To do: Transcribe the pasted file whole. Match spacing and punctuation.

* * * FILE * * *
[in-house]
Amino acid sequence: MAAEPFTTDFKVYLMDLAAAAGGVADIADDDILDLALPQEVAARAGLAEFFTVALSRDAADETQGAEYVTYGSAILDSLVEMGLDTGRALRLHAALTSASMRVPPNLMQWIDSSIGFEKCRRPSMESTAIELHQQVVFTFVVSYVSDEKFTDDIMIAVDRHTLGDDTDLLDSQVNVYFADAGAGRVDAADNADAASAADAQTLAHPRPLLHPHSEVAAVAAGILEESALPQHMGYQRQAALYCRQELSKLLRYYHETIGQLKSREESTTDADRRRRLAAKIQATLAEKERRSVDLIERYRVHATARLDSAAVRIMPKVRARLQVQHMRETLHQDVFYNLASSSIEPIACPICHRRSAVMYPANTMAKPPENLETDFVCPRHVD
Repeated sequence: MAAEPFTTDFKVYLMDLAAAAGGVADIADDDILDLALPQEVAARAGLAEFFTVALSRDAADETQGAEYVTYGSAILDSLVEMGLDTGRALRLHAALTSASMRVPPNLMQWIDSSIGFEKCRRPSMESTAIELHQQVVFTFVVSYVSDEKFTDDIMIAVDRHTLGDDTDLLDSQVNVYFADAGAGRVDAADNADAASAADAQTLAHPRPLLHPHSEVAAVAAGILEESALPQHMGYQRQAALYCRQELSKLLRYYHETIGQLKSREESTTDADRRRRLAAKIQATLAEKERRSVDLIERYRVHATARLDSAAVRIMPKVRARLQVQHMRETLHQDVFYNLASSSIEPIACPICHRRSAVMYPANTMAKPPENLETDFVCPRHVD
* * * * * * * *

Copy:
[in-house]
Amino acid sequence: MAAEPFTTDFKVYLMDLAAAAGGVADIADDDILDLALPQEVAARAGLAEFFTVALSRDAADETQGAEYVTYGSAILDSLVEMGLDTGRALRLHAALTSASMRVPPNLMQWIDSSIGFEKCRRPSMESTAIELHQQVVFTFVVSYVSDEKFTDDIMIAVDRHTLGDDTDLLDSQVNVYFADAGAGRVDAADNADAASAADAQTLAHPRPLLHPHSEVAAVAAGILEESALPQHMGYQRQAALYCRQELSKLLRYYHETIGQLKSREESTTDADRRRRLAAKIQATLAEKERRSVDLIERYRVHATARLDSAAVRIMPKVRARLQVQHMRETLHQDVFYNLASSSIEPIACPICHRRSAVMYPANTMAKPPENLETDFVCPRHVD
Repeated sequence: MAAEPFTTDFKVYLMDLAAAAGGVADIADDDILDLALPQEVAARAGLAEFFTVALSRDAADETQGAEYVTYGSAILDSLVEMGLDTGRALRLHAALTSASMRVPPNLMQWIDSSIGFEKCRRPSMESTAIELHQQVVFTFVVSYVSDEKFTDDIMIAVDRHTLGDDTDLLDSQVNVYFADAGAGRVDAADNADAASAADAQTLAHPRPLLHPHSEVAAVAAGILEESALPQHMGYQRQAALYCRQELSKLLRYYHETIGQLKSREESTTDADRRRRLAAKIQATLAEKERRSVDLIERYRVHATARLDSAAVRIMPKVRARLQVQHMRETLHQDVFYNLASSSIEPIACPICHRRSAVMYPANTMAKPPENLETDFVCPRHVD